First publication: The Magazine of Fantasy and Science Fiction, Jan 1965
For the most part, this story is about a cantankerous inventor who merely listens in on past historical events—which, of course does not qualify as time travel. But there’s that “for the most part...”

 Thor, will you please take care of... 

[Feb 2010]

“The Kilimanjaro Machine”
aka “The Kilimanjaro Device”
by Ray Bradbury
First publication: Life, 22 Jan 1965

This story is Bradbury’s tribute to Hemingway, a time-traveling tribute told from the point of view of a reader who admired him and felt that his Idaho grave was wrong.

 On the way there, with not one sound, the dog passed away. Died on the front seat—as if he knew. . .and knowing, picked the better way. 

[Apr 2014]



Campfire Tales from Philmont Scout Ranch
by Al Stenzel
First publication: Boys’ Life, Mar 1965

A Navaho who steps through the cave finds himself at a vast inland sea; at first it is populated by dinosaurs, but each subsequent strip takes him to a later time.

Jon Shultis told me of this comic strip that told the tale of the Cave of Time in many of the Boys’ Life issues from March 1965 through March 1967.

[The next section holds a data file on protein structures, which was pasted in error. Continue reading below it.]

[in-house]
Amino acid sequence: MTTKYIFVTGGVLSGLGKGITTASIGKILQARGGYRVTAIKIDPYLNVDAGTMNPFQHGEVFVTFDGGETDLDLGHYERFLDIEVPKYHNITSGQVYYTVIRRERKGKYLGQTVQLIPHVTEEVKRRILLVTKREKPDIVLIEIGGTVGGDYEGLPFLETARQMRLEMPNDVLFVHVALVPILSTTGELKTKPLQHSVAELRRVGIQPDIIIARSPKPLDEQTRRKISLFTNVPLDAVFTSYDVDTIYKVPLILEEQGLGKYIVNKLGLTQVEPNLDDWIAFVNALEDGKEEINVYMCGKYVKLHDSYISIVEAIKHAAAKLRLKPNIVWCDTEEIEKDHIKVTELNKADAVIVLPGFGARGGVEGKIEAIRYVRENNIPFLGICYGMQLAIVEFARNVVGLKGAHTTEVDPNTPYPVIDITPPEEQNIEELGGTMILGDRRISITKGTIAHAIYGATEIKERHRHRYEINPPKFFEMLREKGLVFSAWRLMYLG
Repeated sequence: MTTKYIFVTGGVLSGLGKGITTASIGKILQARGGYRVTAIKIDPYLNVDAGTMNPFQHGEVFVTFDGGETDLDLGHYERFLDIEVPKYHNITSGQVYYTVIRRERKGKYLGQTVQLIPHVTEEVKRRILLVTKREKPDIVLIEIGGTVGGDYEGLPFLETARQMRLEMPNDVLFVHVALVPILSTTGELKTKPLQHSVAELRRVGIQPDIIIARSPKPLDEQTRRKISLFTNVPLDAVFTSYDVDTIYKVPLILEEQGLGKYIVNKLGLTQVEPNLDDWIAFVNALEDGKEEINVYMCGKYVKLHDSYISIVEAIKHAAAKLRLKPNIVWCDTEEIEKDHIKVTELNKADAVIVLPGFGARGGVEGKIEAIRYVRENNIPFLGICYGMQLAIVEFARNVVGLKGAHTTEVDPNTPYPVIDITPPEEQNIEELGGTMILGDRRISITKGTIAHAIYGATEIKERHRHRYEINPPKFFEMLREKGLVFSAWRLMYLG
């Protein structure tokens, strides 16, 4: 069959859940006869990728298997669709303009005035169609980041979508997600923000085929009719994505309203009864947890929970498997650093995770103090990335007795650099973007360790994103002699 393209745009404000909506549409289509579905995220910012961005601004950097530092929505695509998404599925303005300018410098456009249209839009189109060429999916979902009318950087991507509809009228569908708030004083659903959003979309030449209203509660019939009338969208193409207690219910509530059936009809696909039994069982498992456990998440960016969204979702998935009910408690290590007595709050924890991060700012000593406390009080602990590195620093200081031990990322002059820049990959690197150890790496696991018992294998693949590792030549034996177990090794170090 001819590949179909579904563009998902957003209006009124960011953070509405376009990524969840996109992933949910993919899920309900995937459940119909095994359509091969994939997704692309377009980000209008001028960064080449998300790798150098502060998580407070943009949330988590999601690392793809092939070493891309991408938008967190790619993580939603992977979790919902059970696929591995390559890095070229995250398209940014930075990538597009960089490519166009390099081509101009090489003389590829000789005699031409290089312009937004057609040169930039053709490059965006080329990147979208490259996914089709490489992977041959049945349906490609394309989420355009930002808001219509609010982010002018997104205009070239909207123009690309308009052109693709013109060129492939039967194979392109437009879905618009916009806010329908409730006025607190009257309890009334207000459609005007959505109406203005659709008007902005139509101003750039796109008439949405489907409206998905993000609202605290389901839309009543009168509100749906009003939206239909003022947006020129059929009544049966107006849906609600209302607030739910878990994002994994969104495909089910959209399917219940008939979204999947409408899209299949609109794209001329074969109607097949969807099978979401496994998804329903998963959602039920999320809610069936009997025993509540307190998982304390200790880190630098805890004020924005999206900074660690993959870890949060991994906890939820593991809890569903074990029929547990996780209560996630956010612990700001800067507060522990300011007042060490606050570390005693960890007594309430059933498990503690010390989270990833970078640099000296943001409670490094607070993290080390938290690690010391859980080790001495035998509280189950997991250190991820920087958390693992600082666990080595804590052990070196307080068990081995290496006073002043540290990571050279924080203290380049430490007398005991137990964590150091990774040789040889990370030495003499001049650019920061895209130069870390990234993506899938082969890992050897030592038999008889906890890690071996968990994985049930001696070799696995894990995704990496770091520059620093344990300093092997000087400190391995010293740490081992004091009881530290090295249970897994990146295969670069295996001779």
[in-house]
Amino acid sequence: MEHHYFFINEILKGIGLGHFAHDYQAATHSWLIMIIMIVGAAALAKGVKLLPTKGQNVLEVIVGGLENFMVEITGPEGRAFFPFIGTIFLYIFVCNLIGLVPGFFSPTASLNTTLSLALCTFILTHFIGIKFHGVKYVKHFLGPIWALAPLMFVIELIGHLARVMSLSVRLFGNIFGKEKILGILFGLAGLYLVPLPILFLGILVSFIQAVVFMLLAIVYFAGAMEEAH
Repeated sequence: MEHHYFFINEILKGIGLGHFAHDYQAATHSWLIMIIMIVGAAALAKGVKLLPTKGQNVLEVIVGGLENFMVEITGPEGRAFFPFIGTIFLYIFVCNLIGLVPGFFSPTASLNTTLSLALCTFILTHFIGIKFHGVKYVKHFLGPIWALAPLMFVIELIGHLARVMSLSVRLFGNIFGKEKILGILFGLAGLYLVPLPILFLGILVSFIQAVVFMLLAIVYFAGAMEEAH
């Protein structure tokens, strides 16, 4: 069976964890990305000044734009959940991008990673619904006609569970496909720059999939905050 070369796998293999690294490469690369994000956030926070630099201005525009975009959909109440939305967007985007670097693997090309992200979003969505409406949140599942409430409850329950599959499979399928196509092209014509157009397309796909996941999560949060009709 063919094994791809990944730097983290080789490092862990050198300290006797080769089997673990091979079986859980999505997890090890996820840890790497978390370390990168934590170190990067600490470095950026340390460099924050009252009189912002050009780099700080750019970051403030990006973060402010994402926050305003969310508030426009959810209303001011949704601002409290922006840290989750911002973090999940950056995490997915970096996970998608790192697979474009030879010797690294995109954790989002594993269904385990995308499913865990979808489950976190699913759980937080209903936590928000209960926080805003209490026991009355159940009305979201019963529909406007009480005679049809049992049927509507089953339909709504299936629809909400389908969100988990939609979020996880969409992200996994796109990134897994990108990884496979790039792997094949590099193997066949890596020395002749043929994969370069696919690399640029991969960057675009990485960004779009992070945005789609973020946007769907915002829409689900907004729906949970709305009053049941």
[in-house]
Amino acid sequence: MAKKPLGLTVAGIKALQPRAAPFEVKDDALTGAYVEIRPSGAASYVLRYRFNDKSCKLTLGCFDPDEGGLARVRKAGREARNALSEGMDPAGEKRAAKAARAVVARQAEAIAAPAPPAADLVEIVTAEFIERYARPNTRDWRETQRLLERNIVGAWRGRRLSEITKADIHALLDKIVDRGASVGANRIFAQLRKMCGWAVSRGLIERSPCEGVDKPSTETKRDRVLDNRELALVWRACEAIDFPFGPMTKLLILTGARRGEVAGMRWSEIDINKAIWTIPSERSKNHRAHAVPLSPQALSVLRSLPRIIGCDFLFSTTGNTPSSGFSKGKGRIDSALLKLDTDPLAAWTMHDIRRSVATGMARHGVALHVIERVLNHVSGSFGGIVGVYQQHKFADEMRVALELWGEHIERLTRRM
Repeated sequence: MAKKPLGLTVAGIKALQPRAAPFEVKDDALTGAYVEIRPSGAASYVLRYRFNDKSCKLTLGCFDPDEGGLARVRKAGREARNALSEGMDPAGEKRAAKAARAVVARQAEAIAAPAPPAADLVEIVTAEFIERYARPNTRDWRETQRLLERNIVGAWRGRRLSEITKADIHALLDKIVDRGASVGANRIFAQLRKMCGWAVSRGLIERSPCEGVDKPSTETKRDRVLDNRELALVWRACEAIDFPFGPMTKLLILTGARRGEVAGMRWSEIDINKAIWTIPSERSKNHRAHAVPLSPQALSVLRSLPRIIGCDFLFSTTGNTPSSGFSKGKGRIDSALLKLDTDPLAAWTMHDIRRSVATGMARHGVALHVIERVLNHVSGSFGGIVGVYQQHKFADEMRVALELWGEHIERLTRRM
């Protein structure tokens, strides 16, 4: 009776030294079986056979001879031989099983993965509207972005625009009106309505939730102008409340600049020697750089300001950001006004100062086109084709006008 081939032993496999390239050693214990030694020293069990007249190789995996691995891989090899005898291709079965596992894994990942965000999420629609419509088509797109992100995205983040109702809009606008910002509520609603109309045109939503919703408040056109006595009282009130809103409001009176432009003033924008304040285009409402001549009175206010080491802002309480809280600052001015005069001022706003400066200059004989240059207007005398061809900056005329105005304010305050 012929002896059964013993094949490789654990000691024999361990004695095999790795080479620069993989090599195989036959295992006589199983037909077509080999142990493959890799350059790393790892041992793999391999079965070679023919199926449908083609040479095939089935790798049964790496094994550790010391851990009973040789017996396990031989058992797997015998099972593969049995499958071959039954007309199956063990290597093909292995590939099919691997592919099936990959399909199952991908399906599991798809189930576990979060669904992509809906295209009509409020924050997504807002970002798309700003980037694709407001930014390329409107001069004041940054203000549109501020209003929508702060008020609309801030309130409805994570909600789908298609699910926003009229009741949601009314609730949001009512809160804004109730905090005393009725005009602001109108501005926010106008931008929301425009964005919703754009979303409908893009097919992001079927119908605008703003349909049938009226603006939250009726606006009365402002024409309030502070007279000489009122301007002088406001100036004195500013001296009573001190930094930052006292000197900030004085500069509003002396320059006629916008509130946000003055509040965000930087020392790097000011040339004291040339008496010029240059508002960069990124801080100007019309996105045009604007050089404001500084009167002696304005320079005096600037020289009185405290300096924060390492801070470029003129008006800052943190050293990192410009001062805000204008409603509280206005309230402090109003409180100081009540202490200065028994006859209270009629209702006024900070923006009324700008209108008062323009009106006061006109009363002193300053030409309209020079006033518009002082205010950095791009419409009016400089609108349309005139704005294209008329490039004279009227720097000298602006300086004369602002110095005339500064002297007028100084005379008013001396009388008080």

This is all wrong! If I dare change their stone age way of life, it may affect the whole future of their race. 

[Jun 2012]

“Double Take”
by Jack Finney
First publication: Playboy, Apr 1965

Jake Pelman is hopelessly in love with Jessica, the breathtaking star in a movie that he works on, but it takes a breathless trip to the 1920s for Jess to realize what her feelings for Jake might be.

 Out of the world’s three billion people there can’t be more than, say, a hundred women like Jessica Maxwell. 

[May 2011]

“Man in His Time”
by Brian Aldiss
First publication: Science Fantasy, Apr 1965
Janet Westerman is trying to cope with the return of her husband Jack from a mission to Mars in which some aspect of the planet made it so that his sensory input now comes from 3.3077 minutes in the future.